Here at Michigan State we welcome winter as we return to classes and our labs. I would like share what we have been up to over break and provide a preview of what CAP will be working on this semester. What We Did Over The …
Author: Campus Archaeology Program
Photo by ©Nick Schrader, All Rights Reserved In September Michigan State’s Campus Archaeology Program (CAP) archaeologists wrap up our summer field work here on campus and return to the routine of classes, personal research, and teaching that each semester brings. The start of a new …
This week marks the start of CAP’s 2021 summer field season; we have completed trainings, designed survey and outreach projects, and finished our academic year. This all means we can now get out into in the field! Over the next few months, we will be out on campus working to preserve and share Michigan State University’s below ground cultural history. Unlike last summer, we have approval from the University to have our full crew out and we are all fully vaccinated, so you may see a lot of CAP this year. CAP has a number of mitigation projects planned due to sidewalk work and construction projects. We also have a new outreach project that we will reveal later this summer. This season, our CAP Crew includes new and returning staff: Jack Biggs, Ben Akey, Rhian Dunn, Aubree Marshall, and Amber Plemons. Jeff Burnett is in his first summer as Campus Archaeologist, while CAP Director Dr. Stacey L. Camp will, you guessed it, be directing the CAP work this summer.
The biggest mitigation project we have this year is a Section 106 compliance survey prompted by a construction project that utilizes federal grant funding. “Section 106” refers to a section of the National Historic Preservation Act of 1966, a U.S. federal law, which requires all federal agencies to assess the effects of any project on historic resources and consider public concerns about the historic preservation. What this means for archaeology specifically, is that any project that utilizes federal funds or is under a federal agency must assess if the work will disturb any known or unknown archaeological sites. The Section 106 application is the intensive process through which these effects are assessed. This work includes historical research, reviewing past archaeological surveys, engaging with project developers, and possibly conducting novel archaeological survey.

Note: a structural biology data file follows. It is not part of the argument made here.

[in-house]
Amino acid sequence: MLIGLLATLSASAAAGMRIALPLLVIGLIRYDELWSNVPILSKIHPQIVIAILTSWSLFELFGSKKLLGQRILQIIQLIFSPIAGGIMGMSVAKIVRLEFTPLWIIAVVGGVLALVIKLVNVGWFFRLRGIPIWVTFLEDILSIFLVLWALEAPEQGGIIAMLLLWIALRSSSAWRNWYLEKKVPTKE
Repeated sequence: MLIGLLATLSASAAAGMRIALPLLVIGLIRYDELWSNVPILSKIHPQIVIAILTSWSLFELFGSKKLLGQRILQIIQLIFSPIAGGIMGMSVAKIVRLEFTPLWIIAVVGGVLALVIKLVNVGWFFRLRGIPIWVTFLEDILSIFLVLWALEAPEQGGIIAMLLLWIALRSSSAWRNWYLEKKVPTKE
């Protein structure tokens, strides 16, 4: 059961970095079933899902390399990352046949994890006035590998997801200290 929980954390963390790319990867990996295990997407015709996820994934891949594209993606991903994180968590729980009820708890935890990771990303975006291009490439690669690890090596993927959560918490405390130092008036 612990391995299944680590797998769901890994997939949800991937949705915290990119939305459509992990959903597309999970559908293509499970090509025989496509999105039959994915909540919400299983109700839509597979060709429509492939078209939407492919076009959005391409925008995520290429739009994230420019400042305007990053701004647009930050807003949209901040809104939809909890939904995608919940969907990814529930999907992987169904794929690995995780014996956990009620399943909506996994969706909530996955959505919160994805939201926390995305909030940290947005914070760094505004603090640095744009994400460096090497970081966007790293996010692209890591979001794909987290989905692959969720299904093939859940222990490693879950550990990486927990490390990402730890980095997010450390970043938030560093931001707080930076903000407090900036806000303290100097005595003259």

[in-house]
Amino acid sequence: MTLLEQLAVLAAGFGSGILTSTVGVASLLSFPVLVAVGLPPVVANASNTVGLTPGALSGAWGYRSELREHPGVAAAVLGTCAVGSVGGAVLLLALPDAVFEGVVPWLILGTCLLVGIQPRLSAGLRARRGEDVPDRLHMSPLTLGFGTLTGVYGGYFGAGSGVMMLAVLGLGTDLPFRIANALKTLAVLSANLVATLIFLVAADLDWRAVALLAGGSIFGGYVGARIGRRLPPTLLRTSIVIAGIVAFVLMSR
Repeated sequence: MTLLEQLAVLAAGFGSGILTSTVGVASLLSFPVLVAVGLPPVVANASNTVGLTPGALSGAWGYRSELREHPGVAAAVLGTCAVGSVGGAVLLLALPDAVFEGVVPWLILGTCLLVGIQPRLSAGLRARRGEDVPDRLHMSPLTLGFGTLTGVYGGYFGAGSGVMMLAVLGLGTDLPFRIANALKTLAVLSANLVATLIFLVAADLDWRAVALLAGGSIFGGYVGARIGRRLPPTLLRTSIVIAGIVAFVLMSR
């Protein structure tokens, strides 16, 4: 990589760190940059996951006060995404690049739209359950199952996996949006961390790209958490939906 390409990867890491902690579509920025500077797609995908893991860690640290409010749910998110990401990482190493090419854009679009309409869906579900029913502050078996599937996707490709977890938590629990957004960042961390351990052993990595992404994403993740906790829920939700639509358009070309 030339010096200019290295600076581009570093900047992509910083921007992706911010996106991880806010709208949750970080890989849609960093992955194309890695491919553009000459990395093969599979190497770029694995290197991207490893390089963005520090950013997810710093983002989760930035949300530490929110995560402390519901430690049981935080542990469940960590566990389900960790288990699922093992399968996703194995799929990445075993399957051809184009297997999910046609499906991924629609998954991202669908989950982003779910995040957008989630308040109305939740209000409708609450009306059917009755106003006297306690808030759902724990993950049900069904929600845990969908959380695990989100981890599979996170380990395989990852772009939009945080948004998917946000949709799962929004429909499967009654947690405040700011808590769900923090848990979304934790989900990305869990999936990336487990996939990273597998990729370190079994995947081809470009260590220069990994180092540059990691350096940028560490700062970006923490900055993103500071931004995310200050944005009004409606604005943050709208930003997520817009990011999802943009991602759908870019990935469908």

Working with our partners at MSU’s Infrastructure, Planning, and Facilities (IPF), MSU professor of Interior Design Jessica Flores, and the project developers, CAP successfully submitted a Section 106 application to the Michigan State Historic Preservation Office (SHPO). Approval of the application depended on CAP completing a shovel test survey, an archaeological method which is explained in this great blog post, before construction starts. Once SHPO gave word that IPF could move forward with the project, then even more partners became involved, including the 12 federally recognized Tribal nations in Michigan, the Federal Highway Administration, the Michigan Department of Transportation, and the City of East Lansing. These conversations helped shape our work and will continue throughout the project.
Even when excavations are completed members of CAP will wash, catalog, and analyze artifacts, monitor construction, write the report, and provide updates to various partners. Unlike most of CAPs work over the years, all of this is federally mandated due to the involvement of federal funds and Section 106. So, the pressure is on, but we are sure we can manage!
We are excited to get out into the field and to begin our work – especially with so many exciting projects already on our radar. If you see us on campus give a wave, or like our feathered friends, a honk!
Over the next few days MSU will be welcoming some students back and opening up for some in-person and many virtual classes. For CAP, the beginning of a new semester would typically mean welcoming new undergraduate interns, preparing outreach events, and jumping back into our …
In this blog post CAP fellows share our reflections on an anti-racism, anti-bias training we took on Friday October 30th . The training was sponsored by the Society for Historical Archaeology and dozens of archaeologists, educators, and heritage professionals participated in the four hour session. …
Thank you Autumn Painter, outgoing Campus Archaeologist: